Sunday, March 26, 2017

A found Treasure--the Miniature Museum

I moved to Tucson in 2001--16 years ago!  And last week was the first time I have visited this gem of a museum

I do not know how I missed it.  I am glad I finally found it--what a wonderful discovery.

All of the exhibits are behind glass and, even though I was allowed to take pictures, you will see some glare or fuzziness in every one.  

The museum is divided into three galleries with separate themes...


The center of this gallery is dominated by this wonderful tree with many tiny peep-holes...

...and a fairy that flitters here and there.

The inhabitants of the tree are tiny mice.
Surrounding the tree are miniature scenes inhabited by dragons, fairies, mice, frogs or storybook characters.


Made by Playmobil, a German company that produces easily assembled toys.

"The Kewpie Craze"

Pocket Dragons

"Cinderella's Coach"

"Easter Scene in a Coffee Pot"

"Tea Room in a Tea Pot"

"The Nutty Professor"
by Glenda Hooker--1997
(based on characters created by Eddie Murphy in the movie "The Nutty Professor")


"Oriental Floating Garden" 
by Bill Lankford--2005

"Japanese Family Farmhouse"
by Shoichi Uchiyama--1992

Traditional family farmhouse from the countryside north of Tokyo.  As of 1994 only three full-scale houses of this type were still in existence.

"Culinary Center"
Pat Ariel --1995

(The pots are actually made out of copper.)

Christmas scenes galore....

...even under the floor.

Ed Mabe and Eve Mabe--2002

"The Potter's Studio"
by Craig T. Roberts

 (This photo is for my sister, Mary who makes pottery.  I was fascinated that some of those pots are no bigger than a kernel of corn. ) 


"Time of the Pharaohs"

by Elaine Cannon--1950s

A collection of 52 miniature dolls in their individual glass domes.  Each doll is formed from a grain of wheat, with painted features, sculpted hair, and a body and limbs of wire wrapped with thread.  Costumes are Swiss silk with dried plant accessories.

A masterpiece of miniature art reproduces exactly its life-sized counterpart, down to the smallest nail or stitch.  Textiles require special care as ordinary threads and stitching often look out of scale when used in a miniature.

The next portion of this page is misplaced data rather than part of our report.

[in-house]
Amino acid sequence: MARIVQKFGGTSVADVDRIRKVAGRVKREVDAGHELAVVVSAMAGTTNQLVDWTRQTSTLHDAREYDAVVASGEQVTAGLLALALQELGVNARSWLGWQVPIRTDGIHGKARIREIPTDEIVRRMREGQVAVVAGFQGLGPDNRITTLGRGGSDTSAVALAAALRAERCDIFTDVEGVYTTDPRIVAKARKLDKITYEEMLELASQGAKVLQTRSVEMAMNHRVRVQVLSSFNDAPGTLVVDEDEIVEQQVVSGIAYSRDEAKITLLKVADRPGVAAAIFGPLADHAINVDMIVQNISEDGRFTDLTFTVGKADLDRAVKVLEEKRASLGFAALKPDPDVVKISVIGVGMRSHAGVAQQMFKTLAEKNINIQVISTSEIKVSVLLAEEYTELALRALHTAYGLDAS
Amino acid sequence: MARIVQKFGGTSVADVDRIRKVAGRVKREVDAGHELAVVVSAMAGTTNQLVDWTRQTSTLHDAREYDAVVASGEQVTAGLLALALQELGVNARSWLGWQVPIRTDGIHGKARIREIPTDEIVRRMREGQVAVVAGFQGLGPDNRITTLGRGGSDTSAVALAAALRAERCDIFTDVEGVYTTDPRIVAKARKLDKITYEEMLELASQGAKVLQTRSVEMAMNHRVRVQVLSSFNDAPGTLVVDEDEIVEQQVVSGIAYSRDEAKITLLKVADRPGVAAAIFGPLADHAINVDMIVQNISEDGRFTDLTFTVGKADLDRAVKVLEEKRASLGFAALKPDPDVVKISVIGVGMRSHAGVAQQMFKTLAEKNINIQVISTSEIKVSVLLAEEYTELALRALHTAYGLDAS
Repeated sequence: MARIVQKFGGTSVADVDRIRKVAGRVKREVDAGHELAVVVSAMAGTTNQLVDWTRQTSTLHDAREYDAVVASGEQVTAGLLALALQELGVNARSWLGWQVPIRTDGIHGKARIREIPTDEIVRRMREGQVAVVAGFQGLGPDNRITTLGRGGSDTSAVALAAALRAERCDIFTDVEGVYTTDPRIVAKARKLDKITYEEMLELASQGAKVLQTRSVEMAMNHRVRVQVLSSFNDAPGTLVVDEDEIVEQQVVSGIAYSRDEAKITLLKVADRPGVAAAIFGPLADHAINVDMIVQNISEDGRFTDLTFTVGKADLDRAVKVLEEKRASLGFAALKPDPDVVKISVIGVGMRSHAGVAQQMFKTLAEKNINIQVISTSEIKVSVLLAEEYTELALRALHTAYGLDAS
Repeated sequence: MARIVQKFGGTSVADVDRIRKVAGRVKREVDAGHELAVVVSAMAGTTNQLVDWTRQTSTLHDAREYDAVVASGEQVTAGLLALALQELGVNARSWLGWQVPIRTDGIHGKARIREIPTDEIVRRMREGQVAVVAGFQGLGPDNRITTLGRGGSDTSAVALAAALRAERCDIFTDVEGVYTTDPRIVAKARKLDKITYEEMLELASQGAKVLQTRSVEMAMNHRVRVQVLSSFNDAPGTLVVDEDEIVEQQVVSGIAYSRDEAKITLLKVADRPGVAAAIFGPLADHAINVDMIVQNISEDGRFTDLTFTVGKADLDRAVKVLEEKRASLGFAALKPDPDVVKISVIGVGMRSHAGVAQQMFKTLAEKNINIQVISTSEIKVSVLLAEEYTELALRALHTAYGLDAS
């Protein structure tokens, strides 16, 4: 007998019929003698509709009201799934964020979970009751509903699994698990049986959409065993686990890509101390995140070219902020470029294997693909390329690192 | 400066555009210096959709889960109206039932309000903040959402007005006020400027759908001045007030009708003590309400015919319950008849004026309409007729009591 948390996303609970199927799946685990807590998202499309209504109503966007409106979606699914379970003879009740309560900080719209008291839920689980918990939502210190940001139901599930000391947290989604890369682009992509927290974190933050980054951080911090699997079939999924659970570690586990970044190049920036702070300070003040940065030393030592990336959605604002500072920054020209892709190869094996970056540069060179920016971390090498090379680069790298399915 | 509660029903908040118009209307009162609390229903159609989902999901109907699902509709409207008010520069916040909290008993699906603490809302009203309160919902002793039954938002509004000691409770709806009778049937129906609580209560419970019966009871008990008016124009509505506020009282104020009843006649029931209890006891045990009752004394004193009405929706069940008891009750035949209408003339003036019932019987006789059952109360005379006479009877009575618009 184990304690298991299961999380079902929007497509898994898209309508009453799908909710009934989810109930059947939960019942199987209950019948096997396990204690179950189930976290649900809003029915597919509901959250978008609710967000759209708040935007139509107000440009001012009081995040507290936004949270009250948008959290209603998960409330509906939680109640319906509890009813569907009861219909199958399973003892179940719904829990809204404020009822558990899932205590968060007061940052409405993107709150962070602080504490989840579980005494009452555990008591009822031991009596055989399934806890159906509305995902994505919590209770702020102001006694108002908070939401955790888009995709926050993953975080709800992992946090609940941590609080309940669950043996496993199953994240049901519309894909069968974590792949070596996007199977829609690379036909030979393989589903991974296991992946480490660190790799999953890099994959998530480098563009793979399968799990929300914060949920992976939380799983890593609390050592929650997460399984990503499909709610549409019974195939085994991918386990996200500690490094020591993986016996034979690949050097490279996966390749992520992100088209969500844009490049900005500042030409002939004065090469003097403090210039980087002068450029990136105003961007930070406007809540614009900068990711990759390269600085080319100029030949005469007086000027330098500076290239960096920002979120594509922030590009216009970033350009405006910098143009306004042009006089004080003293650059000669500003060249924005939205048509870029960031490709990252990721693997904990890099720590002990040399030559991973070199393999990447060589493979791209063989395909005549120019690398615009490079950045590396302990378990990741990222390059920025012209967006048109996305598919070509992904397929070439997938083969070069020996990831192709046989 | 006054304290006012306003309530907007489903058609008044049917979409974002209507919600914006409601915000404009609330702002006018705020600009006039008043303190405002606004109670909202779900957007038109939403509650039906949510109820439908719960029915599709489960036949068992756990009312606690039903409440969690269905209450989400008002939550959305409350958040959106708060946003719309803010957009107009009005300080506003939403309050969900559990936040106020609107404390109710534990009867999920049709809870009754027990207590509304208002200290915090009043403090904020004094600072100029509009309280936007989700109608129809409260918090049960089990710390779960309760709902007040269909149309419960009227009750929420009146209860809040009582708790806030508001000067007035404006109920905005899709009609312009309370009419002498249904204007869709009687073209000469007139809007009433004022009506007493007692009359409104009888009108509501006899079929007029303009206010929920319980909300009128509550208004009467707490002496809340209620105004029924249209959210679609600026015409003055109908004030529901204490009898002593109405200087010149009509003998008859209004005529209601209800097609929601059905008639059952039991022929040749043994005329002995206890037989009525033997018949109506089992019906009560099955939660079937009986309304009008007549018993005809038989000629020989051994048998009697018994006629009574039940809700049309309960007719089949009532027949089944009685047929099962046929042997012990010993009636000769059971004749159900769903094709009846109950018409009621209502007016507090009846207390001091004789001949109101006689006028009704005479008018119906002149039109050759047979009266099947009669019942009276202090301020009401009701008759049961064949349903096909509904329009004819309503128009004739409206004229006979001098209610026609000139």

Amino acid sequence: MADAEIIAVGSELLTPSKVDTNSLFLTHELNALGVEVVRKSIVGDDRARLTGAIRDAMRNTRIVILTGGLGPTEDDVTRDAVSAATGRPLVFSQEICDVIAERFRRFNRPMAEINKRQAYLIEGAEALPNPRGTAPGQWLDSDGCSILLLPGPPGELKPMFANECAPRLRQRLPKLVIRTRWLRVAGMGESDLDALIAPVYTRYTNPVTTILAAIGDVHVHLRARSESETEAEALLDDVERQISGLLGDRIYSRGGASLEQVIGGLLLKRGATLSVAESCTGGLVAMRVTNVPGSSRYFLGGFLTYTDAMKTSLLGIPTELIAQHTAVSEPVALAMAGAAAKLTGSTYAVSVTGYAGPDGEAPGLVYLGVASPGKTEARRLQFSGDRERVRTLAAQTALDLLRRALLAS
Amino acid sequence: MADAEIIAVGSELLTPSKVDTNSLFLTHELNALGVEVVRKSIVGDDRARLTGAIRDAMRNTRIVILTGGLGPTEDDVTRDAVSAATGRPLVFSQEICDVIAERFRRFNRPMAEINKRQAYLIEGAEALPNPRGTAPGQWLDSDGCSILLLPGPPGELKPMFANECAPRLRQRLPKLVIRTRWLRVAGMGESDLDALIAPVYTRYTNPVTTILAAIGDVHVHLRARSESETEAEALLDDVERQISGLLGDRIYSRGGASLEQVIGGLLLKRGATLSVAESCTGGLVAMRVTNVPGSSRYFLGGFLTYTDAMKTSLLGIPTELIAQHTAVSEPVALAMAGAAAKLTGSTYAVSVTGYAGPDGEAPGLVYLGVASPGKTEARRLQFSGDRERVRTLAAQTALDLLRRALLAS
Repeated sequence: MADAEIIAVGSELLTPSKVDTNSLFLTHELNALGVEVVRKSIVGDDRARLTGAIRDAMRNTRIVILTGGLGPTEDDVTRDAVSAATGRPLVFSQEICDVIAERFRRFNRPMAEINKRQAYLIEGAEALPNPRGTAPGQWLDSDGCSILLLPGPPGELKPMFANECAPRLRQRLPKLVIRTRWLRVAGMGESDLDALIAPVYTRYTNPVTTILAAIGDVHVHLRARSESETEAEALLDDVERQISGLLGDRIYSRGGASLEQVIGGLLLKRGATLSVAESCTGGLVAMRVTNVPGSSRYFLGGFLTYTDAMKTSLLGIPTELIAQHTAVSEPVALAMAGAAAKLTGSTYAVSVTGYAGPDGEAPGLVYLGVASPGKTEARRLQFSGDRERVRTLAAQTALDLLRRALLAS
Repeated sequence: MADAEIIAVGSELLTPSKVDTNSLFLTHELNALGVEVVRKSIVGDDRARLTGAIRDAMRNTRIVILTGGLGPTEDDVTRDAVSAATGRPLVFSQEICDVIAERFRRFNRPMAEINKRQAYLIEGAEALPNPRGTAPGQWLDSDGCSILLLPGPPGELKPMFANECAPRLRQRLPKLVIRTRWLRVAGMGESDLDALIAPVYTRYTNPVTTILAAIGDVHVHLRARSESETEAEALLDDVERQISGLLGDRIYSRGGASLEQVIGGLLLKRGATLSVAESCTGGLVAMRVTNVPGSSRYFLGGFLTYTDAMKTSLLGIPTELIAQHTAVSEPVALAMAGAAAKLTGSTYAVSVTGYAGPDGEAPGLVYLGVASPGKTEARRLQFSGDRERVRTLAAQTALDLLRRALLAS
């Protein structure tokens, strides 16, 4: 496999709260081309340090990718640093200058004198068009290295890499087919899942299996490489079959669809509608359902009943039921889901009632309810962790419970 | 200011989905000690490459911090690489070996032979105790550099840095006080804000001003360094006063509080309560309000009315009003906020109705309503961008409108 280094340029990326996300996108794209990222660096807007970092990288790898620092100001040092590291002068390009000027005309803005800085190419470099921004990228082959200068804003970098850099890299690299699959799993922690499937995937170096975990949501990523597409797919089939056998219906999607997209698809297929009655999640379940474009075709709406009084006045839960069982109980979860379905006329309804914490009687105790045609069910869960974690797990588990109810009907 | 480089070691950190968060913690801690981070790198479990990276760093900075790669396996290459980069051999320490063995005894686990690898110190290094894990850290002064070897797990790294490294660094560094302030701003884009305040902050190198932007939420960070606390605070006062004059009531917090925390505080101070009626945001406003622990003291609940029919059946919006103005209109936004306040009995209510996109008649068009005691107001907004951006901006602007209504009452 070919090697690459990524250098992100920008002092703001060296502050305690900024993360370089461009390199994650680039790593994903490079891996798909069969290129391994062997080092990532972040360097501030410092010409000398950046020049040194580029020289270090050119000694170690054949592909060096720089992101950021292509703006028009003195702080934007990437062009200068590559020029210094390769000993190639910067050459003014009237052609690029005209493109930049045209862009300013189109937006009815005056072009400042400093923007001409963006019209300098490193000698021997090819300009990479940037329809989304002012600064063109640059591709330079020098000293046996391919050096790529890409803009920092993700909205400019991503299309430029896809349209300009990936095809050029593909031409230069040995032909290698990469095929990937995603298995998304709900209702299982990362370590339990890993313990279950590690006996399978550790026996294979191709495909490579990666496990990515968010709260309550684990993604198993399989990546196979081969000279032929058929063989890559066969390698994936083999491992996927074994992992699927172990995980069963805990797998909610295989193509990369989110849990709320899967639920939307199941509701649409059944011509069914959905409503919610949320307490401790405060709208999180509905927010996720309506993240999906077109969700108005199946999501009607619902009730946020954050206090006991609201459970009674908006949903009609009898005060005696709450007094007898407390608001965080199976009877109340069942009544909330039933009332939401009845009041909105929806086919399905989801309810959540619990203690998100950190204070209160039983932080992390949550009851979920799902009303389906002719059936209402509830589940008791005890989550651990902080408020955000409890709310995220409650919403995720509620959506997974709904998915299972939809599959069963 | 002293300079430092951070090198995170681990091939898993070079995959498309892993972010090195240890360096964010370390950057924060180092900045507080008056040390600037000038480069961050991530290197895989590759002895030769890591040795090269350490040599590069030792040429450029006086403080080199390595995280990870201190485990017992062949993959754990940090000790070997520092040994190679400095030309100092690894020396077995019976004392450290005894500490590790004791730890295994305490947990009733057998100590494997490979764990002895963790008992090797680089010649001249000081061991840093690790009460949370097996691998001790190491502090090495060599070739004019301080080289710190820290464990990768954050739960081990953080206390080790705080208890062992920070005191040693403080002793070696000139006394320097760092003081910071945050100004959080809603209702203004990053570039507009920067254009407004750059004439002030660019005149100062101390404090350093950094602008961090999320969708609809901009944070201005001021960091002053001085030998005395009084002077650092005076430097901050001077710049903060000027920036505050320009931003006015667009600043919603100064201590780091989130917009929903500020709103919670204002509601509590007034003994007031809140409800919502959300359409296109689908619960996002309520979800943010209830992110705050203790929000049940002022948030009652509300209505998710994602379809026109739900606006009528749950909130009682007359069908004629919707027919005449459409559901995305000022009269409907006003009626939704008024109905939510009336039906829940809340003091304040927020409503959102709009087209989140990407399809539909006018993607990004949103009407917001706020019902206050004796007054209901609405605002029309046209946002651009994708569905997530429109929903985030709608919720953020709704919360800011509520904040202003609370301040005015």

Miniature rugs that reproduce the patterns and textures of fine woven carpets are especially challenging.  Needlepoint in which threads are stitched into a background fabric mesh, employ a count (number of stitches per inch) of 30 to 40 per inch in order to achieve a realistic effect.

Many of the same type tools were used to create the miniatures that were replicas of the full-sized objects.  However--miniature art requires miniature tools.

"Yellow Rose of Texas"
by Brooke Tucker --1983-1985

The theme of Ms Tucker's house is "Wedding Day".  Note the table, full of gifts.

Brooke Tucker's miniatures convey a flair for elegant theatricality.   

Her mother was a glamorous showgirl, her father was the actor, Forrest Tucker, and her grandfather, Stanford Jolley,  played villains in dozens of westerns and B movies.

Please note the lights are lit, the cat in the chair, the dog under the bench on the left and dozens of other features.  Every single display took me many minutes to absorb in all its detail.

The Rolls Royce was waiting to whisk the bride away to the chapel.

"A Gentleman's Space"
by Ray Whitledge--1995

Note the moose head on the wall and the dog in front of the fireplace.

 "The Boatbuilder's Study"

"A Tribute to Erte"
by Brooke Tucker

 The Erte tribute was amazing, with all the glass, the chandeliers, and the 30's art deco.

by Peter Westcott
Contains reproductions of features from historic manor houses in Derbyshire and Essex, England.  The portraits are painted by Joan Hairrel.
(The paintings looked so real though no bigger than a thumbnail)

by Charlotte Schoenback--2006

A 14 room Rococo chateau, with furnishings inspired by European palaces.  The chateau was designed and created over a 30-year period.

I am so sorry my photos do not do these creations justice.  The permanent collection is over 300 miniature houses. Just remember, if you ever get to Tucson, don't miss this.   I would be happy to go with you. 


  1. We'll definitely be adding that to our list of places to see next winter. We just left Tucson on Friday.
    Be Safe and Enjoy!

    It's about time.

  2. I love stuff like this! Oh, and thanks for the Care package. Mary and I are going to watch one of the vids this afternoon.
    I will call or write!
    Love ya!

  3. I would love to see this museum one day. I think miniatures are fascinating. I wonder how many hours go into one room with so many details.